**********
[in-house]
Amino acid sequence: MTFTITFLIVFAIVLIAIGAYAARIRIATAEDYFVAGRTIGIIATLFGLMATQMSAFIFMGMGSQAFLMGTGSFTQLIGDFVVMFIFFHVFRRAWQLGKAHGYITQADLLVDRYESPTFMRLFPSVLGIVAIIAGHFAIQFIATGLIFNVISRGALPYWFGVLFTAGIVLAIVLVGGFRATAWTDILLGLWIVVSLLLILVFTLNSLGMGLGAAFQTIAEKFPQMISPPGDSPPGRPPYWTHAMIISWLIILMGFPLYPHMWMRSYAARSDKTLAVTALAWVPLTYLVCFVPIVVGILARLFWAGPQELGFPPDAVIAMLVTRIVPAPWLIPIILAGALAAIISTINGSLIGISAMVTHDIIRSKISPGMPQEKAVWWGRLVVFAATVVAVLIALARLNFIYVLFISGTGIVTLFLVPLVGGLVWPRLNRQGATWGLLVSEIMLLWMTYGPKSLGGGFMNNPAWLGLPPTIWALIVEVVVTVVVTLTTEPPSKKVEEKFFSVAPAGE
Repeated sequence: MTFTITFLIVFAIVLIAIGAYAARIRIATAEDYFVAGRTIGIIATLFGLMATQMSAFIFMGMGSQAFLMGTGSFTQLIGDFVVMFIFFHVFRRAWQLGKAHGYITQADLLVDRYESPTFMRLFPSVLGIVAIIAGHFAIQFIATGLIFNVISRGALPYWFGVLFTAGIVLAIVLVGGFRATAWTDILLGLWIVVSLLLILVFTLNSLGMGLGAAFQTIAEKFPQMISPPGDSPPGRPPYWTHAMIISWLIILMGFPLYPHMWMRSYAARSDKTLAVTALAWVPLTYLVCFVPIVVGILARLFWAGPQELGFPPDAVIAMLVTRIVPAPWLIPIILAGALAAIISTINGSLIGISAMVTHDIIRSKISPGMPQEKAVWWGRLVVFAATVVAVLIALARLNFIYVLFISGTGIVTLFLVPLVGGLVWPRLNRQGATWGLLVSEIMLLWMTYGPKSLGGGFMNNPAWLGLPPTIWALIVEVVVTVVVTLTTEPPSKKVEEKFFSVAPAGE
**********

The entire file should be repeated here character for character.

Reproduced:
[in-house]
Amino acid sequence: MTFTITFLIVFAIVLIAIGAYAARIRIATAEDYFVAGRTIGIIATLFGLMATQMSAFIFMGMGSQAFLMGTGSFTQLIGDFVVMFIFFHVFRRAWQLGKAHGYITQADLLVDRYESPTFMRLFPSVLGIVAIIAGHFAIQFIATGLIFNVISRGALPYWFGVLFTAGIVLAIVLVGGFRATAWTDILLGLWIVVSLLLILVFTLNSLGMGLGAAFQTIAEKFPQMISPPGDSPPGRPPYWTHAMIISWLIILMGFPLYPHMWMRSYAARSDKTLAVTALAWVPLTYLVCFVPIVVGILARLFWAGPQELGFPPDAVIAMLVTRIVPAPWLIPIILAGALAAIISTINGSLIGISAMVTHDIIRSKISPGMPQEKAVWWGRLVVFAATVVAVLIALARLNFIYVLFISGTGIVTLFLVPLVGGLVWPRLNRQGATWGLLVSEIMLLWMTYGPKSLGGGFMNNPAWLGLPPTIWALIVEVVVTVVVTLTTEPPSKKVEEKFFSVAPAGE
Repeated sequence: MTFTITFLIVFAIVLIAIGAYAARIRIATAEDYFVAGRTIGIIATLFGLMATQMSAFIFMGMGSQAFLMGTGSFTQLIGDFVVMFIFFHVFRRAWQLGKAHGYITQADLLVDRYESPTFMRLFPSVLGIVAIIAGHFAIQFIATGLIFNVISRGALPYWFGVLFTAGIVLAIVLVGGFRATAWTDILLGLWIVVSLLLILVFTLNSLGMGLGAAFQTIAEKFPQMISPPGDSPPGRPPYWTHAMIISWLIILMGFPLYPHMWMRSYAARSDKTLAVTALAWVPLTYLVCFVPIVVGILARLFWAGPQELGFPPDAVIAMLVTRIVPAPWLIPIILAGALAAIISTINGSLIGISAMVTHDIIRSKISPGMPQEKAVWWGRLVVFAATVVAVLIALARLNFIYVLFISGTGIVTLFLVPLVGGLVWPRLNRQGATWGLLVSEIMLLWMTYGPKSLGGGFMNNPAWLGLPPTIWALIVEVVVTVVVTLTTEPPSKKVEEKFFSVAPAGE